|Civil Society in the Arab World: The Missing Concept|
This article follows a different path. It argues that Western and Arab notions of civil society are quite different, and to enable a vibrant civil society in Arab countries, one must approach the task with historical and cultural sensitivity. The article questions whether civil society is actually gaining importance in the Arab world and, indeed, whether it can be said to exist at all. This inquiry necessitates a search for the meaning of the term in the Arabic language, and the concept as it is applicable to the Arab society.
The article contains five sections. The first section addresses the definition of civil society and its elements. The second section tackles the emergence of civil society and its relation with the state. The third section discusses civil society in Islamic states. The fourth looks at the relationship between civil society in the Arab world and democracy. The fifth, finally, examines the development of civil society.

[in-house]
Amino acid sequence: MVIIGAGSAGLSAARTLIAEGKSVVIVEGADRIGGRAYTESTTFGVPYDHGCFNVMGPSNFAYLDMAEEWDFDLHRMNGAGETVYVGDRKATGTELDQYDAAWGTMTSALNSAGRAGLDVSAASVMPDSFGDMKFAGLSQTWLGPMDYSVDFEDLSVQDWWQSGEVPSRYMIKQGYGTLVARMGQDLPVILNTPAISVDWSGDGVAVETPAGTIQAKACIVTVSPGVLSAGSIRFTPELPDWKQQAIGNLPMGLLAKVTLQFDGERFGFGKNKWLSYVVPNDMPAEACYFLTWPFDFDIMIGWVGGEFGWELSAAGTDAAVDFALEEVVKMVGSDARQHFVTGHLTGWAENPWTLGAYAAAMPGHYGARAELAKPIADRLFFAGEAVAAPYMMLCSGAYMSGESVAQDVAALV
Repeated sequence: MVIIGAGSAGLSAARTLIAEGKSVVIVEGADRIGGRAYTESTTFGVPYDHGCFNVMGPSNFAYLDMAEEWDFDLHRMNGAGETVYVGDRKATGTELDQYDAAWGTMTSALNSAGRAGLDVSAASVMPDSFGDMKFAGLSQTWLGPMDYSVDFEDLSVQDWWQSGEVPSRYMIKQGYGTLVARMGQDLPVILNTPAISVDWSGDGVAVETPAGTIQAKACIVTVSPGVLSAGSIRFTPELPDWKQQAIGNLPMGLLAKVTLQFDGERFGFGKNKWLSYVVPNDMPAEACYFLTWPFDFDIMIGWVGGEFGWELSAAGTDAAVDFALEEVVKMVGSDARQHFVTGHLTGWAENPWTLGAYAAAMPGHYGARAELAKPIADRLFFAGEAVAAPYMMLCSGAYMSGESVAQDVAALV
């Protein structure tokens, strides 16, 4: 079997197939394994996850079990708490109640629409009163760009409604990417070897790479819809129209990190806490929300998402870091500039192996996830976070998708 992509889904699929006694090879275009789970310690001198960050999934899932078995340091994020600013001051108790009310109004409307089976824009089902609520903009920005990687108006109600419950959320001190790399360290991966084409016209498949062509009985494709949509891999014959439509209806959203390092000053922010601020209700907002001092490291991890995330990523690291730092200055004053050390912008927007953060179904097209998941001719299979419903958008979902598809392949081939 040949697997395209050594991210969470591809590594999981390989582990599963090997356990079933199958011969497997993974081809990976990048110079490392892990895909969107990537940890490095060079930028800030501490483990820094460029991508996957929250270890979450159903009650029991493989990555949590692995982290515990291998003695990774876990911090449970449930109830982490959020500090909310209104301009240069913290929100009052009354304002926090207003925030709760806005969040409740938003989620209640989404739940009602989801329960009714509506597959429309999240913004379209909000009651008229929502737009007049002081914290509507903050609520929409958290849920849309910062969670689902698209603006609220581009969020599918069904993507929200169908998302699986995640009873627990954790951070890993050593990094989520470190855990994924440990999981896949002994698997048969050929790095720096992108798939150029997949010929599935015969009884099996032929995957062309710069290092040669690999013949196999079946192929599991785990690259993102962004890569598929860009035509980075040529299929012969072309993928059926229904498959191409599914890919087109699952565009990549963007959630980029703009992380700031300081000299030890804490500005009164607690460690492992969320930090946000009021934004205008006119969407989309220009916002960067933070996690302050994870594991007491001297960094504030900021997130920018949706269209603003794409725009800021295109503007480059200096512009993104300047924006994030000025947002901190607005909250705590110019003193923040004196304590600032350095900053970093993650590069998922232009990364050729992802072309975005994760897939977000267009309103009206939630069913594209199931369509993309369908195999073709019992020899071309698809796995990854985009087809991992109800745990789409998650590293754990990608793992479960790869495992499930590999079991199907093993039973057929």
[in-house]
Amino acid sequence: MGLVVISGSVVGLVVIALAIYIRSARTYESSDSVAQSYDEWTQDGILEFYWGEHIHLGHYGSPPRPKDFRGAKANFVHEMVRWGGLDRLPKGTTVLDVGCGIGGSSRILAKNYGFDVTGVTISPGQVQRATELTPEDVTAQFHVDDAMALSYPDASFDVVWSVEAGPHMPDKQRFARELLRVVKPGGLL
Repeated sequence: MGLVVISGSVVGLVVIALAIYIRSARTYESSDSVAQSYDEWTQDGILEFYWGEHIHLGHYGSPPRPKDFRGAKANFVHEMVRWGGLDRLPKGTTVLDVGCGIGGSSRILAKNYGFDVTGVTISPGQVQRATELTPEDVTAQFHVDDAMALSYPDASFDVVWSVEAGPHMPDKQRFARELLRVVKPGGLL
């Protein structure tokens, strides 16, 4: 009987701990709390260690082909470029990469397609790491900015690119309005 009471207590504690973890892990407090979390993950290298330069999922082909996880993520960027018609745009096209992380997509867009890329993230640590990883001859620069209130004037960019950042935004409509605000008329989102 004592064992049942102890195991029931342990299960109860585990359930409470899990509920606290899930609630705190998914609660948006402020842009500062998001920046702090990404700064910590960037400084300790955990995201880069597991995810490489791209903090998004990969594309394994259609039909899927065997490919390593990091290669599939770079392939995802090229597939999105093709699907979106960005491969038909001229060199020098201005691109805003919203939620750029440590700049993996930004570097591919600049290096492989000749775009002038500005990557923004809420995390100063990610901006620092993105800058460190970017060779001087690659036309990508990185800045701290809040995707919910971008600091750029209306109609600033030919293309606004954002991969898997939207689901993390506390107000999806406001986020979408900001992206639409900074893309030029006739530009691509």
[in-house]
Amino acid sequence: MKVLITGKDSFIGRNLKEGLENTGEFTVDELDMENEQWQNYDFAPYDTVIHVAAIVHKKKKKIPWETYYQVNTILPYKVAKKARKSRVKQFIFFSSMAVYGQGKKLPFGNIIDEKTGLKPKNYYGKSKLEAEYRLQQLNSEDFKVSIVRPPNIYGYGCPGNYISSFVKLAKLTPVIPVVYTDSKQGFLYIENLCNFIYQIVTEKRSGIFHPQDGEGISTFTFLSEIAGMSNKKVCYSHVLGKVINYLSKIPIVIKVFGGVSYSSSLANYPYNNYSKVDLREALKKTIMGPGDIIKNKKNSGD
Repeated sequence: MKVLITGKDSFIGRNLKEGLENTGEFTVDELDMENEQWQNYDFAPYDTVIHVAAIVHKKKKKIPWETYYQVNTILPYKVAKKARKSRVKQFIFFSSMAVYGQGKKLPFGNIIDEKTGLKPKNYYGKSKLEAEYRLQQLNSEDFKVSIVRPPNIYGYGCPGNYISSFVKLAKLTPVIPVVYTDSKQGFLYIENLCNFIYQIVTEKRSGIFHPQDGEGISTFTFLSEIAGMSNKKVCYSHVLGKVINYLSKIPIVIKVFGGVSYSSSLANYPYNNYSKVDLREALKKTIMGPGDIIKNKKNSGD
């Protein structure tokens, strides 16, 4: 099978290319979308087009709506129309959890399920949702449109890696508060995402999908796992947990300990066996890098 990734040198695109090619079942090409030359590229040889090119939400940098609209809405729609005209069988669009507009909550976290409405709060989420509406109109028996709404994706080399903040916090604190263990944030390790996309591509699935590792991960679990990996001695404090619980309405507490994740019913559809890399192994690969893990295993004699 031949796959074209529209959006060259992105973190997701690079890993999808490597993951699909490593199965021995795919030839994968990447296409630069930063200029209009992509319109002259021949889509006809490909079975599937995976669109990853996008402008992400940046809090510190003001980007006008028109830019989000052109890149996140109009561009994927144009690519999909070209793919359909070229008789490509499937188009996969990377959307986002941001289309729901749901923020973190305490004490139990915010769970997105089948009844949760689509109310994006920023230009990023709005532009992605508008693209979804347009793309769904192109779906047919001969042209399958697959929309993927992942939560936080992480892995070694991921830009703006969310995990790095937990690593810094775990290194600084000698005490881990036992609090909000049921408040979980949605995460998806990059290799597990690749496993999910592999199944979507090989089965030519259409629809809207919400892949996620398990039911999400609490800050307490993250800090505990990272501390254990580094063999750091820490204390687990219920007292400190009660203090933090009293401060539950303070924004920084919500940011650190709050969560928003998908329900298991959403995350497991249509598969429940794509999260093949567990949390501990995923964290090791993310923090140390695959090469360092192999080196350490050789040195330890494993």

Section One: The Definition of Civil Society, Its Concept, and Its Elements
Does Arab civil society actually exist? Is the increase in the number of registered civil society organizations (CSOs) an adequate indication of its existence? Does the increased attention on civil society in the last two decades reflect an internal mobilization (belief in the cause) or an external one (market interest)? Is the increase in social organizations and conferences a result of funding from the World Bank and external donors, or a result of a historical accumulation of social organizations that after previous struggles are now finally gaining momentum?